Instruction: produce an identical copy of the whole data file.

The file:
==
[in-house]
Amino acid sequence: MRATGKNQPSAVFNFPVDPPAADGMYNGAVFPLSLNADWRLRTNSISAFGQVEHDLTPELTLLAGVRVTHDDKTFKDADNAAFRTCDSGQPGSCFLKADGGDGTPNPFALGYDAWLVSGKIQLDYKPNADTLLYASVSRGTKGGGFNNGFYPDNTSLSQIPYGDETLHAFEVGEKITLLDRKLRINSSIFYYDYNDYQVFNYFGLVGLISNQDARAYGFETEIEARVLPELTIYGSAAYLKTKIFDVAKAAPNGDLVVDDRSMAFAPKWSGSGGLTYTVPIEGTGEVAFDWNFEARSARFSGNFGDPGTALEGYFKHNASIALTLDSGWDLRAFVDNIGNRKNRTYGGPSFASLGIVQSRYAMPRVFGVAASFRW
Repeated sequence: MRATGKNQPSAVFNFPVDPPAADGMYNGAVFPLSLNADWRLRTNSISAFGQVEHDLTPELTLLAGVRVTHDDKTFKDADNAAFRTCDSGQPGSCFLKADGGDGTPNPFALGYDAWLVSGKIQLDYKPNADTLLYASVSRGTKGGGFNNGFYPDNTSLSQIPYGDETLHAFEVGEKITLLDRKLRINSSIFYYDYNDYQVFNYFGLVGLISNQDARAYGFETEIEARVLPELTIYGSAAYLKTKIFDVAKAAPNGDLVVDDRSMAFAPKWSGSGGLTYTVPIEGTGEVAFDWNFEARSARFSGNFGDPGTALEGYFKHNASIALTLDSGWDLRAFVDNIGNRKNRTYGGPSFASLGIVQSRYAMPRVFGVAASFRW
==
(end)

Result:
[in-house]
Amino acid sequence: MRATGKNQPSAVFNFPVDPPAADGMYNGAVFPLSLNADWRLRTNSISAFGQVEHDLTPELTLLAGVRVTHDDKTFKDADNAAFRTCDSGQPGSCFLKADGGDGTPNPFALGYDAWLVSGKIQLDYKPNADTLLYASVSRGTKGGGFNNGFYPDNTSLSQIPYGDETLHAFEVGEKITLLDRKLRINSSIFYYDYNDYQVFNYFGLVGLISNQDARAYGFETEIEARVLPELTIYGSAAYLKTKIFDVAKAAPNGDLVVDDRSMAFAPKWSGSGGLTYTVPIEGTGEVAFDWNFEARSARFSGNFGDPGTALEGYFKHNASIALTLDSGWDLRAFVDNIGNRKNRTYGGPSFASLGIVQSRYAMPRVFGVAASFRW
Repeated sequence: MRATGKNQPSAVFNFPVDPPAADGMYNGAVFPLSLNADWRLRTNSISAFGQVEHDLTPELTLLAGVRVTHDDKTFKDADNAAFRTCDSGQPGSCFLKADGGDGTPNPFALGYDAWLVSGKIQLDYKPNADTLLYASVSRGTKGGGFNNGFYPDNTSLSQIPYGDETLHAFEVGEKITLLDRKLRINSSIFYYDYNDYQVFNYFGLVGLISNQDARAYGFETEIEARVLPELTIYGSAAYLKTKIFDVAKAAPNGDLVVDDRSMAFAPKWSGSGGLTYTVPIEGTGEVAFDWNFEARSARFSGNFGDPGTALEGYFKHNASIALTLDSGWDLRAFVDNIGNRKNRTYGGPSFASLGIVQSRYAMPRVFGVAASFRW